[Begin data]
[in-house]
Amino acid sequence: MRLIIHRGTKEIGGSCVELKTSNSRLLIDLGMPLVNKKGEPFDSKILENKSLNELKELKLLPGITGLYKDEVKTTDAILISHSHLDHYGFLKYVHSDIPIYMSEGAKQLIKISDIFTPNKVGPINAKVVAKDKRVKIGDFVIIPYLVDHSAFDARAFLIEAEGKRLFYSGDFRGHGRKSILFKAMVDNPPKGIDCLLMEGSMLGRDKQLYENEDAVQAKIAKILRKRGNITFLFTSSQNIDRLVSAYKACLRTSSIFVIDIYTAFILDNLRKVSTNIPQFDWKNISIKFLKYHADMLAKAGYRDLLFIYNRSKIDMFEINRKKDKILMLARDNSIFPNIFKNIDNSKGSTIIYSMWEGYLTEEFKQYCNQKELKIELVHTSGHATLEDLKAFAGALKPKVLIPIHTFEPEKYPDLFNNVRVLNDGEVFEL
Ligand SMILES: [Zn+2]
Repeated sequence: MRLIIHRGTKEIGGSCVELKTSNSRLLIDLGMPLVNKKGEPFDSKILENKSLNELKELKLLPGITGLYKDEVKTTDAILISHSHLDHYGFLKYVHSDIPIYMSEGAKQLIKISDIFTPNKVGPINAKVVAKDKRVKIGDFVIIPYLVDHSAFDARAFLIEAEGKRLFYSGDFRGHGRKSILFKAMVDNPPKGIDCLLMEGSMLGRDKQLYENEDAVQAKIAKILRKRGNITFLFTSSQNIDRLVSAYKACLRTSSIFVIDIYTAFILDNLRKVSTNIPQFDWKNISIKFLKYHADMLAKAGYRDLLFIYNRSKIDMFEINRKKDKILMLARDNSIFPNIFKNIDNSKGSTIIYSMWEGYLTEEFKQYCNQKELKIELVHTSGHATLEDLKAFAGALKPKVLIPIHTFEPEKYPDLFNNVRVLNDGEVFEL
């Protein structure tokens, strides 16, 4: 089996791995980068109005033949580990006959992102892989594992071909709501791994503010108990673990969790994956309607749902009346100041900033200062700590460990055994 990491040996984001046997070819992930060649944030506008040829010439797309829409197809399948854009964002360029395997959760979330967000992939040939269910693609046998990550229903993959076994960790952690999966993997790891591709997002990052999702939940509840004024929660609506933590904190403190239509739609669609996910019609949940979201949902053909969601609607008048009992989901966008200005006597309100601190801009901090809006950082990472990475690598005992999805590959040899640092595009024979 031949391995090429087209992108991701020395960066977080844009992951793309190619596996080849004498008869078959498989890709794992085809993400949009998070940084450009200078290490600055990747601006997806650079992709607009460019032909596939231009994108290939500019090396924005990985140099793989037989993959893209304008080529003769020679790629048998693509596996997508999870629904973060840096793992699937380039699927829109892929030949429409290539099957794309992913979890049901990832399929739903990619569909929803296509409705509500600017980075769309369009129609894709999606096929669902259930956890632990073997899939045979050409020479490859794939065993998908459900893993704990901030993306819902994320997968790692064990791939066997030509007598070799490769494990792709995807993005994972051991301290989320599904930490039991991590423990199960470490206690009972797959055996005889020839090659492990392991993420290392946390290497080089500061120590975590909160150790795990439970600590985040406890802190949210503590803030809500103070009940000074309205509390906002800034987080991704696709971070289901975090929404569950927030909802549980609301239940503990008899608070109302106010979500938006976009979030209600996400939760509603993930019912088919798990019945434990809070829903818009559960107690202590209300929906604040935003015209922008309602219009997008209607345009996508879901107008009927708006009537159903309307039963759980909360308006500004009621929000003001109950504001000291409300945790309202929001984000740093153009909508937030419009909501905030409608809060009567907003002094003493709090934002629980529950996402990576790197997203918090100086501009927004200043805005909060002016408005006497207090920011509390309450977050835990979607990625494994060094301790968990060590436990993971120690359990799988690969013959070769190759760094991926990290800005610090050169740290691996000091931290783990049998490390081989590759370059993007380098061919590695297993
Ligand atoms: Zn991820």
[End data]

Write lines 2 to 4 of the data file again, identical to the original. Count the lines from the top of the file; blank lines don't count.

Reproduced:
Amino acid sequence: MRLIIHRGTKEIGGSCVELKTSNSRLLIDLGMPLVNKKGEPFDSKILENKSLNELKELKLLPGITGLYKDEVKTTDAILISHSHLDHYGFLKYVHSDIPIYMSEGAKQLIKISDIFTPNKVGPINAKVVAKDKRVKIGDFVIIPYLVDHSAFDARAFLIEAEGKRLFYSGDFRGHGRKSILFKAMVDNPPKGIDCLLMEGSMLGRDKQLYENEDAVQAKIAKILRKRGNITFLFTSSQNIDRLVSAYKACLRTSSIFVIDIYTAFILDNLRKVSTNIPQFDWKNISIKFLKYHADMLAKAGYRDLLFIYNRSKIDMFEINRKKDKILMLARDNSIFPNIFKNIDNSKGSTIIYSMWEGYLTEEFKQYCNQKELKIELVHTSGHATLEDLKAFAGALKPKVLIPIHTFEPEKYPDLFNNVRVLNDGEVFEL
Ligand SMILES: [Zn+2]
Repeated sequence: MRLIIHRGTKEIGGSCVELKTSNSRLLIDLGMPLVNKKGEPFDSKILENKSLNELKELKLLPGITGLYKDEVKTTDAILISHSHLDHYGFLKYVHSDIPIYMSEGAKQLIKISDIFTPNKVGPINAKVVAKDKRVKIGDFVIIPYLVDHSAFDARAFLIEAEGKRLFYSGDFRGHGRKSILFKAMVDNPPKGIDCLLMEGSMLGRDKQLYENEDAVQAKIAKILRKRGNITFLFTSSQNIDRLVSAYKACLRTSSIFVIDIYTAFILDNLRKVSTNIPQFDWKNISIKFLKYHADMLAKAGYRDLLFIYNRSKIDMFEINRKKDKILMLARDNSIFPNIFKNIDNSKGSTIIYSMWEGYLTEEFKQYCNQKELKIELVHTSGHATLEDLKAFAGALKPKVLIPIHTFEPEKYPDLFNNVRVLNDGEVFEL